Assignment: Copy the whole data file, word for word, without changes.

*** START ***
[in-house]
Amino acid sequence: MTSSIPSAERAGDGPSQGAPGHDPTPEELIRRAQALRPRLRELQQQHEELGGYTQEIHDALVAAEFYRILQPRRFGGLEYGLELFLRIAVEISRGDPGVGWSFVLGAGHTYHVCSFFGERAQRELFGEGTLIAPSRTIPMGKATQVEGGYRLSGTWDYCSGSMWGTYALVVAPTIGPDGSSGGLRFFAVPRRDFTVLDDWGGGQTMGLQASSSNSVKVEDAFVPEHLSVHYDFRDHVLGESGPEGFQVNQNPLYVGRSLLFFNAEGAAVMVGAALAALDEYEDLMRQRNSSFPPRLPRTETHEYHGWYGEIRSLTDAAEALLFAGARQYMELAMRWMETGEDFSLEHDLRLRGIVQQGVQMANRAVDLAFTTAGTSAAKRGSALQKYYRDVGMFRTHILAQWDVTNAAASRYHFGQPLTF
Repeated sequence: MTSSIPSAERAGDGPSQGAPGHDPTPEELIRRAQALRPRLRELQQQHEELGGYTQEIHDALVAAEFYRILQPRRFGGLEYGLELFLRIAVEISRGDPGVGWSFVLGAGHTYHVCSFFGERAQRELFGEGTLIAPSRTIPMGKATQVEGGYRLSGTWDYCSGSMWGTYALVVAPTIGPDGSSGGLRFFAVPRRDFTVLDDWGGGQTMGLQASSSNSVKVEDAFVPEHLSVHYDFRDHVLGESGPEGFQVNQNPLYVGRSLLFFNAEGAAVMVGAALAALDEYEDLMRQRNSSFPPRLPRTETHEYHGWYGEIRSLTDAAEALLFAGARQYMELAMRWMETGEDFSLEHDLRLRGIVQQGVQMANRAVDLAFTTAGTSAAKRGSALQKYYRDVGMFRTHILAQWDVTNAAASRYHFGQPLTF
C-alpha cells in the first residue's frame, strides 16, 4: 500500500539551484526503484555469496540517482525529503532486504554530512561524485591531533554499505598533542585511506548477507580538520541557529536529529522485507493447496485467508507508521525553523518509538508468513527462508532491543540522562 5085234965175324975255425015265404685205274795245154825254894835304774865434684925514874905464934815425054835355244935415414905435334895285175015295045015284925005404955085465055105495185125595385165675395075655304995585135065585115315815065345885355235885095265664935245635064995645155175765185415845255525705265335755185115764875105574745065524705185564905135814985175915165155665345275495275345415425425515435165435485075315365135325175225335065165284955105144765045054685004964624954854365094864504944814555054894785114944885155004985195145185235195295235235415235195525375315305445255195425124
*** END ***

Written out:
[in-house]
Amino acid sequence: MTSSIPSAERAGDGPSQGAPGHDPTPEELIRRAQALRPRLRELQQQHEELGGYTQEIHDALVAAEFYRILQPRRFGGLEYGLELFLRIAVEISRGDPGVGWSFVLGAGHTYHVCSFFGERAQRELFGEGTLIAPSRTIPMGKATQVEGGYRLSGTWDYCSGSMWGTYALVVAPTIGPDGSSGGLRFFAVPRRDFTVLDDWGGGQTMGLQASSSNSVKVEDAFVPEHLSVHYDFRDHVLGESGPEGFQVNQNPLYVGRSLLFFNAEGAAVMVGAALAALDEYEDLMRQRNSSFPPRLPRTETHEYHGWYGEIRSLTDAAEALLFAGARQYMELAMRWMETGEDFSLEHDLRLRGIVQQGVQMANRAVDLAFTTAGTSAAKRGSALQKYYRDVGMFRTHILAQWDVTNAAASRYHFGQPLTF
Repeated sequence: MTSSIPSAERAGDGPSQGAPGHDPTPEELIRRAQALRPRLRELQQQHEELGGYTQEIHDALVAAEFYRILQPRRFGGLEYGLELFLRIAVEISRGDPGVGWSFVLGAGHTYHVCSFFGERAQRELFGEGTLIAPSRTIPMGKATQVEGGYRLSGTWDYCSGSMWGTYALVVAPTIGPDGSSGGLRFFAVPRRDFTVLDDWGGGQTMGLQASSSNSVKVEDAFVPEHLSVHYDFRDHVLGESGPEGFQVNQNPLYVGRSLLFFNAEGAAVMVGAALAALDEYEDLMRQRNSSFPPRLPRTETHEYHGWYGEIRSLTDAAEALLFAGARQYMELAMRWMETGEDFSLEHDLRLRGIVQQGVQMANRAVDLAFTTAGTSAAKRGSALQKYYRDVGMFRTHILAQWDVTNAAASRYHFGQPLTF
C-alpha cells in the first residue's frame, strides 16, 4: 500500500539551484526503484555469496540517482525529503532486504554530512561524485591531533554499505598533542585511506548477507580538520541557529536529529522485507493447496485467508507508521525553523518509538508468513527462508532491543540522562 5085234965175324975255425015265404685205274795245154825254894835304774865434684925514874905464934815425054835355244935415414905435334895285175015295045015284925005404955085465055105495185125595385165675395075655304995585135065585115315815065345885355235885095265664935245635064995645155175765185415845255525705265335755185115764875105574745065524705185564905135814985175915165155665345275495275345415425425515435165435485075315365135325175225335065165284955105144765045054685004964624954854365094864504944814555054894785114944885155004985195145185235195295235235415235195525375315305445255195425124